Virtual Museum of Canada
Jardin botanique de Montréal 
Centre for Forest Research

Friendly fungi

Even with its absorbing hairs, it would be hard for the tree to meet all its needs. That's where friendly fungi, or mycorrhizae (Symbiotic association between the mycelium of a fungus and plant roots.), come into play. They may be microscopically small, but they cover several square metres of soil. Here you can see the mycorrhizal fungus Wilcoxina mikolae covering almost all the absorbent hairs on this red pine.

The mycorrhizae work in symbiosis (Intimate association between two organisms.) with the tree, supplying it with large amounts of water and nutrients. In exchange, the colonized tree provides them with sugars that it produces by photosynthesis (Synthesis of organic substances made by plants from the light energy.). To meet the needs of these sub-contractors, the tree must increase its rate of photosynthesis and fix 40% more carbon. The mycorrhizae must be terribly efficient to warrant all this extra effort. If you're a food lover, you probably know another type of mycorrhizal fungi: truffles.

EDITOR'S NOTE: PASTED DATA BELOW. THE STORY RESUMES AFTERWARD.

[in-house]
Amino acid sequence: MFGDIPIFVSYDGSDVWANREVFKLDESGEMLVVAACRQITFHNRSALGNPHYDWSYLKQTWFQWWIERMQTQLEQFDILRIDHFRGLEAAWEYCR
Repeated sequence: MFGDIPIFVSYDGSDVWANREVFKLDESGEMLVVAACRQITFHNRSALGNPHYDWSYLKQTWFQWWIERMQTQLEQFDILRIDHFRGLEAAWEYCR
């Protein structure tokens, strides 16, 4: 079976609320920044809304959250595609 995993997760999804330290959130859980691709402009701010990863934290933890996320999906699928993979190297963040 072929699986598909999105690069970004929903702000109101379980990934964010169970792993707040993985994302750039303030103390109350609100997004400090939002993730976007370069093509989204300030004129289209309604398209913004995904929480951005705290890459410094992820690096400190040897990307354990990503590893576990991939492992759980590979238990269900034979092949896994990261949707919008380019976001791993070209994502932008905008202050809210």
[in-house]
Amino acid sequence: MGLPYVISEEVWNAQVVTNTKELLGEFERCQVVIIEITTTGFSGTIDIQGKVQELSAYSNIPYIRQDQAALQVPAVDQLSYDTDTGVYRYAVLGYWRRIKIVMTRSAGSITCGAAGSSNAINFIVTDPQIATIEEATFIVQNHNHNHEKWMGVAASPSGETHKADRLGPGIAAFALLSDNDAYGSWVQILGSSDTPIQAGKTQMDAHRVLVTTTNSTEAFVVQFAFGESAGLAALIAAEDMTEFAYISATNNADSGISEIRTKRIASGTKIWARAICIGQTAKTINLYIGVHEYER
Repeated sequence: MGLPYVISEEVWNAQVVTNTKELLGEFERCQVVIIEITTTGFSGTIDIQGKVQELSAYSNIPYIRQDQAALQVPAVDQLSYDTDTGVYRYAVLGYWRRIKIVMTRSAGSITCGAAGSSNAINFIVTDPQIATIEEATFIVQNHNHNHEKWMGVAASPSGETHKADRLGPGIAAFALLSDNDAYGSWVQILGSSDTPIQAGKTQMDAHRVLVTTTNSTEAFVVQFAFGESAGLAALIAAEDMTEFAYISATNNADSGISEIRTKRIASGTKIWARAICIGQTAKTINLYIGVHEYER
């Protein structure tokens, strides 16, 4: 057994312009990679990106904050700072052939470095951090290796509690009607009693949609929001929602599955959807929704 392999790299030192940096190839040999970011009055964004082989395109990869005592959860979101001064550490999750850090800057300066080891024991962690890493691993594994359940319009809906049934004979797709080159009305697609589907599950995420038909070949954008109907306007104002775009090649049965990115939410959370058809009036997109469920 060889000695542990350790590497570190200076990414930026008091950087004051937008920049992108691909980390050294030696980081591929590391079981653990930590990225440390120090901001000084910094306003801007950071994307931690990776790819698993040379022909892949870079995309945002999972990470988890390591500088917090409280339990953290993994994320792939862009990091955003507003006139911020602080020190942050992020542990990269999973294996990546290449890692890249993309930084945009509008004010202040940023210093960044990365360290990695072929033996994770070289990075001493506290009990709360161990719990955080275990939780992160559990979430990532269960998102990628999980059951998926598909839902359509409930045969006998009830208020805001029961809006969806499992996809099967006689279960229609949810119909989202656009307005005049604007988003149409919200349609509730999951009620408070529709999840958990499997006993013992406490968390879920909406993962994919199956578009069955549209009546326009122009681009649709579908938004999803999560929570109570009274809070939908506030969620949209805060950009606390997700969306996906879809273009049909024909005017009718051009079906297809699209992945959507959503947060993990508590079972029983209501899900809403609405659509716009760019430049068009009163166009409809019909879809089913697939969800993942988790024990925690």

Optical microscopy photo of a rootlet and root hairs of a red pine (Pinus resinosa), with a drawing of a mycorrhizal fungus (Wilcoxina mikolae)
Pinus resinosa and Wilcoxina mikolae
© 1. National Research Council Of Canada, NRC Research Press (Visual Aid only) / 2. Julie Marleau